Rule of Law Reform and Development

Rule of Law Reform and Development

Charting the Fragile Path of Progress

Michael J. Trebilcock and Ronald J. Daniels

This important book addresses a number of key issues regarding the relationship between the rule of law and development. It presents a deep and insightful inquiry into the current orthodoxy that the rule of law is the panacea for the world’s problems. The authors chart the precarious progress of law reforms both in overall terms and in specific policy areas such as the judiciary, the police, tax administration and access to justice, among others. They accept that the rule of law is necessarily tied to the success of development, although they propose a set of procedural values to enlighten this institutional approach. The authors also recognize that states face difficulties in implementing this institutional structures and identify the probable impediments, before proposing a rethink of law reform strategies and offering some conclusions about the role of the international community in the rule of law reform.

Chapter 6: Tax Administration

Michael J. Trebilcock and Ronald J. Daniels

Subjects: development studies, development economics, law and development, economics and finance, development economics, law and economics, law - academic, law and development, law and economics

Extract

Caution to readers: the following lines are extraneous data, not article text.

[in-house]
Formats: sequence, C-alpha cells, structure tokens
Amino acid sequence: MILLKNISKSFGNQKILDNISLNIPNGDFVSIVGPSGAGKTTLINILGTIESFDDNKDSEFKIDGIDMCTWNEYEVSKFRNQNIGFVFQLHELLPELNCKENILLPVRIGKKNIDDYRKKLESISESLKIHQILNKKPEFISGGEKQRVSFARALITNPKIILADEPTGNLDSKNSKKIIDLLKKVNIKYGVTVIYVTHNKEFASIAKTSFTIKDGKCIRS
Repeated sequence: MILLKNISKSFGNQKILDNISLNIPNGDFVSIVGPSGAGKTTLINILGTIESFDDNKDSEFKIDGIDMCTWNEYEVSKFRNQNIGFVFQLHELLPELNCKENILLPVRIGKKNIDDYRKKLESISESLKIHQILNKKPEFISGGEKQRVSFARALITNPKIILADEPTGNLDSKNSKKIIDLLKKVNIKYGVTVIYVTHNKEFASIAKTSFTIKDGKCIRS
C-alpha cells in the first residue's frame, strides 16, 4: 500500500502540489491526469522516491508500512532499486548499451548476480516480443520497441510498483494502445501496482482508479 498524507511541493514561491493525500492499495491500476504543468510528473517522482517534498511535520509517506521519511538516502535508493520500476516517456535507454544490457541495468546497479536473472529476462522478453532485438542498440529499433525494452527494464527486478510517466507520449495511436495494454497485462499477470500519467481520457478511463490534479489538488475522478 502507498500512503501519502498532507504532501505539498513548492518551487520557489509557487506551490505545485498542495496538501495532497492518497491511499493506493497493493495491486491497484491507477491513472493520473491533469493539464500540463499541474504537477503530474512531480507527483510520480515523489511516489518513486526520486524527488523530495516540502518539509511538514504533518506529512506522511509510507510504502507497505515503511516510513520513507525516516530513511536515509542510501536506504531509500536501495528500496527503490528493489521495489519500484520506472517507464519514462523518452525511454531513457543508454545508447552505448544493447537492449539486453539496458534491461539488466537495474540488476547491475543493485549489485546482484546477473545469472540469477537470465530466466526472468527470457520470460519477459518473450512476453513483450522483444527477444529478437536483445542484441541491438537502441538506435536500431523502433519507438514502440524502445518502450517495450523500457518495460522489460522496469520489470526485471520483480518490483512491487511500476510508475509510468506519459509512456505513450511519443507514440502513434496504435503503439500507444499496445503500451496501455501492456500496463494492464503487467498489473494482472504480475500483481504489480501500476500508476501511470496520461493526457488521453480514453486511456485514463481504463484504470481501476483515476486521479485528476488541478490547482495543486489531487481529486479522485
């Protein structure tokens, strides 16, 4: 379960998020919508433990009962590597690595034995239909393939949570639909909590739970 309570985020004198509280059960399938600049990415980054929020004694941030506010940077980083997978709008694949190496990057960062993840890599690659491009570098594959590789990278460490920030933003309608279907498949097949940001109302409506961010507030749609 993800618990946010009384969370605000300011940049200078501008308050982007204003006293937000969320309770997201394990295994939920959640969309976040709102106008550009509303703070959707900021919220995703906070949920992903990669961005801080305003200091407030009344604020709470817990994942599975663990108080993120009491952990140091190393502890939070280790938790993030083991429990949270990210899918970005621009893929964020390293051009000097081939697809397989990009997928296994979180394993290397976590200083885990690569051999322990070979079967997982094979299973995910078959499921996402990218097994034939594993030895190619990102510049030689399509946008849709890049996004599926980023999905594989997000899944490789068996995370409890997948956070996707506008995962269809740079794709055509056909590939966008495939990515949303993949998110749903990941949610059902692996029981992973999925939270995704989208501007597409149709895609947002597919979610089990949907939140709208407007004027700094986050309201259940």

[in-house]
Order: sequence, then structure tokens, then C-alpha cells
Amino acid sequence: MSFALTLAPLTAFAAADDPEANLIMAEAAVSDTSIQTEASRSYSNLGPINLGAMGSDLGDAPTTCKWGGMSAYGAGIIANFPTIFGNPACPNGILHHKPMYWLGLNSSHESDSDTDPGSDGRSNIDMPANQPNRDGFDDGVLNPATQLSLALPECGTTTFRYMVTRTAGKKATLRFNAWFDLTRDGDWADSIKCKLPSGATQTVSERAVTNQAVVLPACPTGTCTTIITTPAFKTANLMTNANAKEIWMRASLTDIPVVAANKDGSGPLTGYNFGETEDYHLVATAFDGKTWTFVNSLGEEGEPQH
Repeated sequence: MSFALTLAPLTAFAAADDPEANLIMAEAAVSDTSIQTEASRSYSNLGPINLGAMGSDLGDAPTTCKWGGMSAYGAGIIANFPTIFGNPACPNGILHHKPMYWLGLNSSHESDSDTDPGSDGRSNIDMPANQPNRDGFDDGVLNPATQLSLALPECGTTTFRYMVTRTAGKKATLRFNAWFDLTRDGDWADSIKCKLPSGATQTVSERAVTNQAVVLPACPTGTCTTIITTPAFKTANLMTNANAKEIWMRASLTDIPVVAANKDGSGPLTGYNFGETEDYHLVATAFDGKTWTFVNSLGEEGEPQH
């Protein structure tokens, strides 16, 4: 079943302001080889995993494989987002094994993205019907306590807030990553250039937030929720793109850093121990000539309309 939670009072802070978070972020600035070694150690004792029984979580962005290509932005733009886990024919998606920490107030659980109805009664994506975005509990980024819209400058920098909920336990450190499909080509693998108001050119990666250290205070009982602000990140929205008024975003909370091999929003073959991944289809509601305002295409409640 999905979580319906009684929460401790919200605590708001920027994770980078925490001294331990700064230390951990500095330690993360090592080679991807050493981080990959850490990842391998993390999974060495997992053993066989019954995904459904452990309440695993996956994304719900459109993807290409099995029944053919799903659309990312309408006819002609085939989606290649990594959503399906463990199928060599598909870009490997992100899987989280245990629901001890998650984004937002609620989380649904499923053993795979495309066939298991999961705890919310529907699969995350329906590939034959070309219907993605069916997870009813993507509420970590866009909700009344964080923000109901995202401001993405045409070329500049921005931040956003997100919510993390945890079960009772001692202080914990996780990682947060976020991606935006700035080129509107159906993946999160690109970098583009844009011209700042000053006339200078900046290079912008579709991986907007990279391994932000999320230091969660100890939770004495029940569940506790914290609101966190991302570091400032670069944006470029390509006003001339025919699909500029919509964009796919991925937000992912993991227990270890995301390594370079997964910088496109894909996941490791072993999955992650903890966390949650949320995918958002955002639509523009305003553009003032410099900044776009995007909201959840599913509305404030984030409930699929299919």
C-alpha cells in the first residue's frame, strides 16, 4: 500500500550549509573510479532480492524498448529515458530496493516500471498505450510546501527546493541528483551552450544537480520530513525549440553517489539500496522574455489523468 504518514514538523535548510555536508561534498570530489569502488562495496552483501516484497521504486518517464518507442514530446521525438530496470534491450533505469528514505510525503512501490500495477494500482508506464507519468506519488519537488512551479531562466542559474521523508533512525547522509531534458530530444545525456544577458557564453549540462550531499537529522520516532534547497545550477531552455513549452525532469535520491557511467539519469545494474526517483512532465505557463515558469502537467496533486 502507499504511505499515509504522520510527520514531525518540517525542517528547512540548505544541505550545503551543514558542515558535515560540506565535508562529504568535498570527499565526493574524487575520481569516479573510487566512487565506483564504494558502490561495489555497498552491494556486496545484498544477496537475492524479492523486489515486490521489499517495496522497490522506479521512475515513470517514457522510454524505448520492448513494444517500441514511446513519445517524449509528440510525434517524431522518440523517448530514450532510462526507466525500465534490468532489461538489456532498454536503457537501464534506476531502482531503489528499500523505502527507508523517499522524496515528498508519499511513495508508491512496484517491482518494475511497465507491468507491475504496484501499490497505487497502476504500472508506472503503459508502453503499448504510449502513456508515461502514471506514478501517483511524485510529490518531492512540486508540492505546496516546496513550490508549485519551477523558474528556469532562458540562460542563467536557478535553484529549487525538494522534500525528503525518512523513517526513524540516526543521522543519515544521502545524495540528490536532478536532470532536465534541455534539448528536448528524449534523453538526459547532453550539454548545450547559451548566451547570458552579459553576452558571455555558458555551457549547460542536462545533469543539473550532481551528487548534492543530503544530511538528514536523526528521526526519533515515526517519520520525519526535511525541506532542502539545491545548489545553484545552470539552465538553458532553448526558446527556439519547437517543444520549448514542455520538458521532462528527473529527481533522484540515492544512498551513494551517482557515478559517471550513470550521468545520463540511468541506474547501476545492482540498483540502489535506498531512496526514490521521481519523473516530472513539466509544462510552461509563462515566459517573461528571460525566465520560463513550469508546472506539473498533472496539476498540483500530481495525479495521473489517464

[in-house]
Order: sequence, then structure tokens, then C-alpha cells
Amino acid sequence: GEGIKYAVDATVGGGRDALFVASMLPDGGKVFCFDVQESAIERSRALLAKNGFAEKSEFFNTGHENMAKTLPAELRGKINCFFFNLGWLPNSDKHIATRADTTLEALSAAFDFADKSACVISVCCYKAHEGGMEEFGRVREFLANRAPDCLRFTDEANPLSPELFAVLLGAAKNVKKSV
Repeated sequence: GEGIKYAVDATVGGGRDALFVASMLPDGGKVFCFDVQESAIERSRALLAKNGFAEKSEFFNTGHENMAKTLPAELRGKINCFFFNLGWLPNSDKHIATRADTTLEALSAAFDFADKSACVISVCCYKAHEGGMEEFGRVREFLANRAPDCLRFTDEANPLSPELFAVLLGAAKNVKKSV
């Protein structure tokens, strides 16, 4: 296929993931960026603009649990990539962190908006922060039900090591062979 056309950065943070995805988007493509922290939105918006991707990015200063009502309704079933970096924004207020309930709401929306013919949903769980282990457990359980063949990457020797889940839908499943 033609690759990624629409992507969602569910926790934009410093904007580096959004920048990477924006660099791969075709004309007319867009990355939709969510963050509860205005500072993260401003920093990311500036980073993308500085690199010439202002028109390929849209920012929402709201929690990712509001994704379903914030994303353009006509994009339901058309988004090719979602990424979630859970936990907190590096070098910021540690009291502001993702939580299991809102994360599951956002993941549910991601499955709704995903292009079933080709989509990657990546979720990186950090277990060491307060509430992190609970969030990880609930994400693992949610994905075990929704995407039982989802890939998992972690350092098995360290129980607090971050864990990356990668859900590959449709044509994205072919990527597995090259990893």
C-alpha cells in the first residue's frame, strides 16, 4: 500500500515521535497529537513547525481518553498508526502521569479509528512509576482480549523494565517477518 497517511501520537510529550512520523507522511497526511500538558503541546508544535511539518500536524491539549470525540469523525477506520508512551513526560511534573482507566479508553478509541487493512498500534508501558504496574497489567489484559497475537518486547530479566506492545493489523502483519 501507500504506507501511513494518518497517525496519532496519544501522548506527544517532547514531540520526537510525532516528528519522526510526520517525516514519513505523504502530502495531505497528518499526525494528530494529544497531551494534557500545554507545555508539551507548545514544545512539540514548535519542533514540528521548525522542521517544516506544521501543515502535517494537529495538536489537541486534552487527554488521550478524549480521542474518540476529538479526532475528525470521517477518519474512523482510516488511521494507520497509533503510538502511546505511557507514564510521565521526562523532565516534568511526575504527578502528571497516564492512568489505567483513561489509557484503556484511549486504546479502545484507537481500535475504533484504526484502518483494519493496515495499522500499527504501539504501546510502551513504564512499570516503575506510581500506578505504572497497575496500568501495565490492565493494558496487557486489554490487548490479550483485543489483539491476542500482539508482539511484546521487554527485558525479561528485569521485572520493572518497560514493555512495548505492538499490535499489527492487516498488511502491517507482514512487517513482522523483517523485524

I. Normative Benchmarks We focus on tax administration in this chapter as a proxy for the administrative apparatus more broadly, which, as a whole, we believe represents an important element in the institutional matrix. We do so for two reasons. First and foremost, tax administration is an example of a specialized law enforcement or regulatory function which all developing countries must perform (unlike less ubiquitous specialized law enforcement and regulatory agencies in, e.g., telecommunications and public utilities sectors, environmental protection, occupational health and safety, and competition policy). Second, for reasons we elaborate below, we believe that there is a particularly strong correlation between good tax administration and development. Although it is difficult to identify the specific institutional and legal characteristics of “good” tax administration, an evaluation of the development and tax literature suggests a tentative list of normative criteria. Effectiveness and efficiency can be promoted by focusing on: simplicity; costs; voluntary tax compliance; self-assessment; effective enforcement; independent or semi-autonomous tax authorities; automation; and large taxpayer units. These normative criteria, and their individual links to development through the fiscal and rule of law channels, are explored in this chapter. There is no universal definition of “tax administration” although several common understandings have been advanced. Tax administration includes activities relating to the ascertainment of tax liability, the collection of the tax, and the settlement of tax disputes and imposition of penalties for violation of tax laws. This encompasses a wide range of action on the part of tax authorities. Ascertainment of tax...

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